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Keyword: biochar

Integrated biochar research: A roadmap

Publications Posted on: March 09, 2021
A scientific consensus is building that the drawdown of very large amounts (at least 1,000 Gt [1.1 x 1012 tn]) of carbon dioxide (CO2) from the atmosphere will be needed to stabilize the earth’s climate system at a safe temperature (Hansen et al. 2008; Cao and Caldeira 2010; IPCC 2018, 2019).

Woody biochar potential for abandoned mine land restoration in the U.S.: A review

Publications Posted on: March 03, 2021
There are thousands of abandoned mine land (AML) sites in the U.S. that need to be restored to reduce wind and water erosion, provide wildlife forage, shade streams, and improve productivity. Biochar created from woody biomass that would normally be burned in slash piles can be applied to soil to improve soil properties and is one method to restore AML soil productive capacity.

Biochar potential to enhance forest resilience, seedling quality, and nursery efficiency

Publications Posted on: June 25, 2020
Land managers face a mounting variety of challenges, including how to efficiently dispose of excessive woody residues on forest sites (especially in the Western United States), maintain and improve soil productivity, improve forest resilience to changes in climate (especially as it pertains to drought and fire), and increase the effectiveness of reforestation activities.

Biochar amendments to forest soils: Effects on soil properties and tree growth

Documents and Media Posted on: December 20, 2018
Bioenergy production from forest biomass offers a unique solution to reduce wildfire hazard fuel while producing a useful source of renewable energy. However, biomass removals raise concerns about reducing soil carbon (C) and altering forest site productivity.Document Type: Other Documents

Financial viability of biofuel and biochar production from forest biomass in the face of market price volatility and uncertainty

Publications Posted on: October 03, 2018
A comparative techno-economic analysis of two different thermochemical biomass conversion pathways was conducted to examine the effects of fuel price and other variables on project financial performance.

Life cycle assessment of activated carbon from woody biomass

Publications Posted on: September 10, 2018
Activated carbon (AC) developed and marketed for water and gas purification is traditionally made from hard coals (fossil-based materials). However, increasing awareness of environmental impacts caused by fossil fuel consumption and fossil-based products has provided a market opportunity for renewable and low-impact biobased products as alternatives including AC.

Using organic amendments to restore soil physical and chemical properties of a mine site in northeastern Oregon, USA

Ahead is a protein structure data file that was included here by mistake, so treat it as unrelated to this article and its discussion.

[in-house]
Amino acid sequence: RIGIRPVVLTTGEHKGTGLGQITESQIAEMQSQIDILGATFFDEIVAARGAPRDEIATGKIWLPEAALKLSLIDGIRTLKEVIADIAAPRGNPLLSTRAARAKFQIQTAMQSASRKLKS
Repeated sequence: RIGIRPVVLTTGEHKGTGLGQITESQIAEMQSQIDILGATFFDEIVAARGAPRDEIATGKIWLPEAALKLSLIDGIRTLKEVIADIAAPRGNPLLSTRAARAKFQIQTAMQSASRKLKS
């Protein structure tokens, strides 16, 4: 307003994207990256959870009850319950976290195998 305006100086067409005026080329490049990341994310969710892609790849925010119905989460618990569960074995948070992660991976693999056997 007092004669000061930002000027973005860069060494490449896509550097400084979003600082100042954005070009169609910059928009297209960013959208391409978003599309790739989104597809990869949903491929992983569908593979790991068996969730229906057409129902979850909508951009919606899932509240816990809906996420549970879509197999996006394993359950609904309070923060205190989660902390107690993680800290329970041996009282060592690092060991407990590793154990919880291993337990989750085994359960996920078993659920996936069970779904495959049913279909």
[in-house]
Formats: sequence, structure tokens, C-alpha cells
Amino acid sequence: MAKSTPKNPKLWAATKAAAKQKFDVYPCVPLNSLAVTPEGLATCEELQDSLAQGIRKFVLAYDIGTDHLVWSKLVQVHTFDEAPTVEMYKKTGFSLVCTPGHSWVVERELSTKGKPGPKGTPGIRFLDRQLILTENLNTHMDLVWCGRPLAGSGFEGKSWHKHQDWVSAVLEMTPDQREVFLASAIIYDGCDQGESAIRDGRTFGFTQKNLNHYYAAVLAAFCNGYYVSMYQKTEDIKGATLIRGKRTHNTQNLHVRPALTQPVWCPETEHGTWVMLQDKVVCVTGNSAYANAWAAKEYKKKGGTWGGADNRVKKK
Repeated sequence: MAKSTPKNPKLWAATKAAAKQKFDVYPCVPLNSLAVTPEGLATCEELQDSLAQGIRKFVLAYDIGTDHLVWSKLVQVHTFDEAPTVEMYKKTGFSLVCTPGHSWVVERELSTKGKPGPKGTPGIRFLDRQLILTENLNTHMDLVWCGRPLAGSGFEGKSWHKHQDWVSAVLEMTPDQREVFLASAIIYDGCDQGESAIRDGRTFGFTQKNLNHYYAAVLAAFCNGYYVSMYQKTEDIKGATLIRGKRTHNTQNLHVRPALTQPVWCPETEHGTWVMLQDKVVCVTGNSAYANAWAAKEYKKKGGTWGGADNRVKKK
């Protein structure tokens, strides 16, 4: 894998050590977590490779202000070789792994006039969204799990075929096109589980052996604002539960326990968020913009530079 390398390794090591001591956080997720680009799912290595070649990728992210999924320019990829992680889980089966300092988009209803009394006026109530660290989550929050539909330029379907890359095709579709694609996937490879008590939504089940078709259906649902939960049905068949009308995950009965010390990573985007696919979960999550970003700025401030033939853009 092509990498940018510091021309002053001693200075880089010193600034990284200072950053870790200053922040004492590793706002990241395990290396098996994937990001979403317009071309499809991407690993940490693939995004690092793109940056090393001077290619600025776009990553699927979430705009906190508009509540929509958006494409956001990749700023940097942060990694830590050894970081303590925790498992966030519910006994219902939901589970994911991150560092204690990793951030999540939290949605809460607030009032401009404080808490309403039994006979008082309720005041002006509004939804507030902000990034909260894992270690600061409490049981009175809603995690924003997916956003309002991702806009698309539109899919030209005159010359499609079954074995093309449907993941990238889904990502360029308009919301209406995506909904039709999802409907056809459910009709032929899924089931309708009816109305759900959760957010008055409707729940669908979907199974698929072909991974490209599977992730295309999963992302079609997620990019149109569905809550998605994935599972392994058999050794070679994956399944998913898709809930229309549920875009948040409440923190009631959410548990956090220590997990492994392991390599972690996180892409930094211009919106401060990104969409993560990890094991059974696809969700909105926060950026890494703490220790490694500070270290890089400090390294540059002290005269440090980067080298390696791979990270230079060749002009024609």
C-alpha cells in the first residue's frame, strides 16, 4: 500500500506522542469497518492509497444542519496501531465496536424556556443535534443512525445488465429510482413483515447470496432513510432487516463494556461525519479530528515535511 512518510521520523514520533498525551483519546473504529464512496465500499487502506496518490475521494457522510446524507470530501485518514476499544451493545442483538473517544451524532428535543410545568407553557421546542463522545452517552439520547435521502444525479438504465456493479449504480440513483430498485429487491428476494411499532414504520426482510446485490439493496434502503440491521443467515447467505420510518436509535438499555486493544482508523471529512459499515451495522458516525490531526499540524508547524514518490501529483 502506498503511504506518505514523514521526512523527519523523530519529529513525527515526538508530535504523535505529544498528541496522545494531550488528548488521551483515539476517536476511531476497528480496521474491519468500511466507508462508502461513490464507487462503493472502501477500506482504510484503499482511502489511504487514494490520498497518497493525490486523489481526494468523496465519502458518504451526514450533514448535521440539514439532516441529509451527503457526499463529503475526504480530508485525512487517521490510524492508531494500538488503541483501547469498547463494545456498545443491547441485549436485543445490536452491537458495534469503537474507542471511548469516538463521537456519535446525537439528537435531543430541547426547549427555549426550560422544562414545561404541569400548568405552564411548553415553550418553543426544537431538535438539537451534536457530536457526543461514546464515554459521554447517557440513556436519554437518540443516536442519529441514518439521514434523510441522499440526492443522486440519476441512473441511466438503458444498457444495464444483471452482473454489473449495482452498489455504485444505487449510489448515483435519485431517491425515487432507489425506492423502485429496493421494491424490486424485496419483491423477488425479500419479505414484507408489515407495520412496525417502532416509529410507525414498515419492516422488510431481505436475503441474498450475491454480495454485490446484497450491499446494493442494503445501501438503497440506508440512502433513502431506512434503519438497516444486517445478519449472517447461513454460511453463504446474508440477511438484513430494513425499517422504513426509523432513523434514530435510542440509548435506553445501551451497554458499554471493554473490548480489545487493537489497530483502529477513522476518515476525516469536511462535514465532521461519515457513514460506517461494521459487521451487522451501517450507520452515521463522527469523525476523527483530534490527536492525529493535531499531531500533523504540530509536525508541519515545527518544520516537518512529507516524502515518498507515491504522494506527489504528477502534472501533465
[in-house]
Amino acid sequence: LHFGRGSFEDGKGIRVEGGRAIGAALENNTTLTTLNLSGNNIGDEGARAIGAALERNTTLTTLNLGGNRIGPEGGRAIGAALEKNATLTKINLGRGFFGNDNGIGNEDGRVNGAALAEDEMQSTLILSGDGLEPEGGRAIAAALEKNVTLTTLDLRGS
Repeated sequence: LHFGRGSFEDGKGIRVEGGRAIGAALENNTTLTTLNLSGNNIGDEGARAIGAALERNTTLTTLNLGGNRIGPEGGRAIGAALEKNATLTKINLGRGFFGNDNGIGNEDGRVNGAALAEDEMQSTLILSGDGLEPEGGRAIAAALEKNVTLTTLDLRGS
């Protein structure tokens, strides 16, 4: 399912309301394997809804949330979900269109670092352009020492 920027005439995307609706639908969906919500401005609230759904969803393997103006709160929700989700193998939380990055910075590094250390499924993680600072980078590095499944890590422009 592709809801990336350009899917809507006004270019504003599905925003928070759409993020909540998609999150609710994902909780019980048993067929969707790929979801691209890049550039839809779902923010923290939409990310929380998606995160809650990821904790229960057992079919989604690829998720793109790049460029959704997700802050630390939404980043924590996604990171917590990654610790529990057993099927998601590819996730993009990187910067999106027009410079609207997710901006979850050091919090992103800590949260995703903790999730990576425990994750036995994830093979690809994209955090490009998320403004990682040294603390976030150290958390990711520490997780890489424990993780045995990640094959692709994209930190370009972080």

Publications Posted on: March 22, 2018
New cost-effective strategies are needed to reclaim soils disturbed from mining activity on National Forests. In addition, disposal of waste wood from local timber harvest operations or biosolids from waste water treatment plants can be expensive. Therefore, using organic byproducts for soil reclamation activities on National Forests may provide an opportunity to increase soil cover and productivity, and decrease restoration costs.

Idaho forest growth response to post-thinning energy biomass removal and complementary soil amendments

Publications Posted on: December 12, 2017
Utilization of woody biomass for biofuel can help meet the need for renewable energy production. However, there is a concern biomass removal will deplete soil nutrients, having short- and long-term effects on tree growth.

Nonmarket benefits of reducing environmental effects of potential wildfires in beetle-killed trees: A contingent valuation study

Publications Posted on: November 13, 2017
We estimated Colorado households’ nonmarket values for two forest management options for reducing intensity of future wildfires and associated nonmarket environmental effects wildfires. The first policy is the traditional harvesting of pine beetle-killed trees and burning of the slash piles of residual materials on-site.

Restoring abandoned mine soil with organic amendments

Science Spotlights Posted on: August 23, 2017
Restoring abandoned mine sites with no environmental hazard or chemical contamination can be expensive because of the inhospitable (hot, dry) environment.  However, the large number of abandoned mine sites located across the west make it imperative to begin restoration activities to help shade streams, reduce erosion, provide habitat, and generally improve soil properties.